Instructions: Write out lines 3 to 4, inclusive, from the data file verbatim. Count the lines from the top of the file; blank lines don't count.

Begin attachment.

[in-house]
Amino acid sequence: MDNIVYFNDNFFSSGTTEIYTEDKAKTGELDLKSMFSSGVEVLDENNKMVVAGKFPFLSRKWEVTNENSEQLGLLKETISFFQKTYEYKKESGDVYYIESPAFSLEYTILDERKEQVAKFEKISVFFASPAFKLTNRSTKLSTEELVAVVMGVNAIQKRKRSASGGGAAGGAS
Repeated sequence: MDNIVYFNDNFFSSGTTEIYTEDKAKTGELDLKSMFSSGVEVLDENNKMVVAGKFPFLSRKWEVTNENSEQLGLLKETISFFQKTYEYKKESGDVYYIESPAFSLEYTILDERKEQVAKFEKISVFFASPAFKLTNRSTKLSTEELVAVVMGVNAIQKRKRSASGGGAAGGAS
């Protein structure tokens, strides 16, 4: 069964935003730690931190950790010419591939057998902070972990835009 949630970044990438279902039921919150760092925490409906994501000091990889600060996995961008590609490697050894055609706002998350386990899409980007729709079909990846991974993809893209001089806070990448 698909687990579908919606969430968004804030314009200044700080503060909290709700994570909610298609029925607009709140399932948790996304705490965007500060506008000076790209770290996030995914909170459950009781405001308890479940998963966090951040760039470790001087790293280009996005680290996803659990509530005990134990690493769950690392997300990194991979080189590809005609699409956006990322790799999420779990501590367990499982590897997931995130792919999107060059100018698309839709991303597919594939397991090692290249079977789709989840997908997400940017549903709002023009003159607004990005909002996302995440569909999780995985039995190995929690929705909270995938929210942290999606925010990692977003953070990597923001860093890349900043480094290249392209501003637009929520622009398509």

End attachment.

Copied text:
Repeated sequence: MDNIVYFNDNFFSSGTTEIYTEDKAKTGELDLKSMFSSGVEVLDENNKMVVAGKFPFLSRKWEVTNENSEQLGLLKETISFFQKTYEYKKESGDVYYIESPAFSLEYTILDERKEQVAKFEKISVFFASPAFKLTNRSTKLSTEELVAVVMGVNAIQKRKRSASGGGAAGGAS
């Protein structure tokens, strides 16, 4: 069964935003730690931190950790010419591939057998902070972990835009 949630970044990438279902039921919150760092925490409906994501000091990889600060996995961008590609490697050894055609706002998350386990899409980007729709079909990846991974993809893209001089806070990448 698909687990579908919606969430968004804030314009200044700080503060909290709700994570909610298609029925607009709140399932948790996304705490965007500060506008000076790209770290996030995914909170459950009781405001308890479940998963966090951040760039470790001087790293280009996005680290996803659990509530005990134990690493769950690392997300990194991979080189590809005609699409956006990322790799999420779990501590367990499982590897997931995130792919999107060059100018698309839709991303597919594939397991090692290249079977789709989840997908997400940017549903709002023009003159607004990005909002996302995440569909999780995985039995190995929690929705909270995938929210942290999606925010990692977003953070990597923001860093890349900043480094290249392209501003637009929520622009398509």